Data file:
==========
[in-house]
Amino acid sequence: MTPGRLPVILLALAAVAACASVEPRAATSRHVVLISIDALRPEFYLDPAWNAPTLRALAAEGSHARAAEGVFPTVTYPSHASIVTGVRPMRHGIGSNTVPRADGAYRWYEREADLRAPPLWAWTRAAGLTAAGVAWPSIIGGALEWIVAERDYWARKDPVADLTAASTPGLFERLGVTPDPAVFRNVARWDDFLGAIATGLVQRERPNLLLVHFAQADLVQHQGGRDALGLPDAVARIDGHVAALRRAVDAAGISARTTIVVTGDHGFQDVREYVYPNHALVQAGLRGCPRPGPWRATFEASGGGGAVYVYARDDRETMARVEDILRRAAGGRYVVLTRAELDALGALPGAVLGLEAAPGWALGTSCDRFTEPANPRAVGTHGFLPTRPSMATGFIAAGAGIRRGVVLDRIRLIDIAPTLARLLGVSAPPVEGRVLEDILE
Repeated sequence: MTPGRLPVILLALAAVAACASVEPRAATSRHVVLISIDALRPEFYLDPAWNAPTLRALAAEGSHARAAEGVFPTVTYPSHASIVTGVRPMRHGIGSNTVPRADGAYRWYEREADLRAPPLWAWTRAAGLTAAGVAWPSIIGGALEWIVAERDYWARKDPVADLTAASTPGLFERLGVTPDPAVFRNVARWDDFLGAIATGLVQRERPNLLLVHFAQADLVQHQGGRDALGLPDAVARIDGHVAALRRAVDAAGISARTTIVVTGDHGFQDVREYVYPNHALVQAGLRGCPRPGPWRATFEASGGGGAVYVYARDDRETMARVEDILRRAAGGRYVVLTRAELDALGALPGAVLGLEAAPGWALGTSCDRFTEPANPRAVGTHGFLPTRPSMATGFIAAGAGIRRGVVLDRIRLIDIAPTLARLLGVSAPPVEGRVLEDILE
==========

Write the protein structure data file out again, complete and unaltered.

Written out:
[in-house]
Amino acid sequence: MTPGRLPVILLALAAVAACASVEPRAATSRHVVLISIDALRPEFYLDPAWNAPTLRALAAEGSHARAAEGVFPTVTYPSHASIVTGVRPMRHGIGSNTVPRADGAYRWYEREADLRAPPLWAWTRAAGLTAAGVAWPSIIGGALEWIVAERDYWARKDPVADLTAASTPGLFERLGVTPDPAVFRNVARWDDFLGAIATGLVQRERPNLLLVHFAQADLVQHQGGRDALGLPDAVARIDGHVAALRRAVDAAGISARTTIVVTGDHGFQDVREYVYPNHALVQAGLRGCPRPGPWRATFEASGGGGAVYVYARDDRETMARVEDILRRAAGGRYVVLTRAELDALGALPGAVLGLEAAPGWALGTSCDRFTEPANPRAVGTHGFLPTRPSMATGFIAAGAGIRRGVVLDRIRLIDIAPTLARLLGVSAPPVEGRVLEDILE
Repeated sequence: MTPGRLPVILLALAAVAACASVEPRAATSRHVVLISIDALRPEFYLDPAWNAPTLRALAAEGSHARAAEGVFPTVTYPSHASIVTGVRPMRHGIGSNTVPRADGAYRWYEREADLRAPPLWAWTRAAGLTAAGVAWPSIIGGALEWIVAERDYWARKDPVADLTAASTPGLFERLGVTPDPAVFRNVARWDDFLGAIATGLVQRERPNLLLVHFAQADLVQHQGGRDALGLPDAVARIDGHVAALRRAVDAAGISARTTIVVTGDHGFQDVREYVYPNHALVQAGLRGCPRPGPWRATFEASGGGGAVYVYARDDRETMARVEDILRRAAGGRYVVLTRAELDALGALPGAVLGLEAAPGWALGTSCDRFTEPANPRAVGTHGFLPTRPSMATGFIAAGAGIRRGVVLDRIRLIDIAPTLARLLGVSAPPVEGRVLEDILE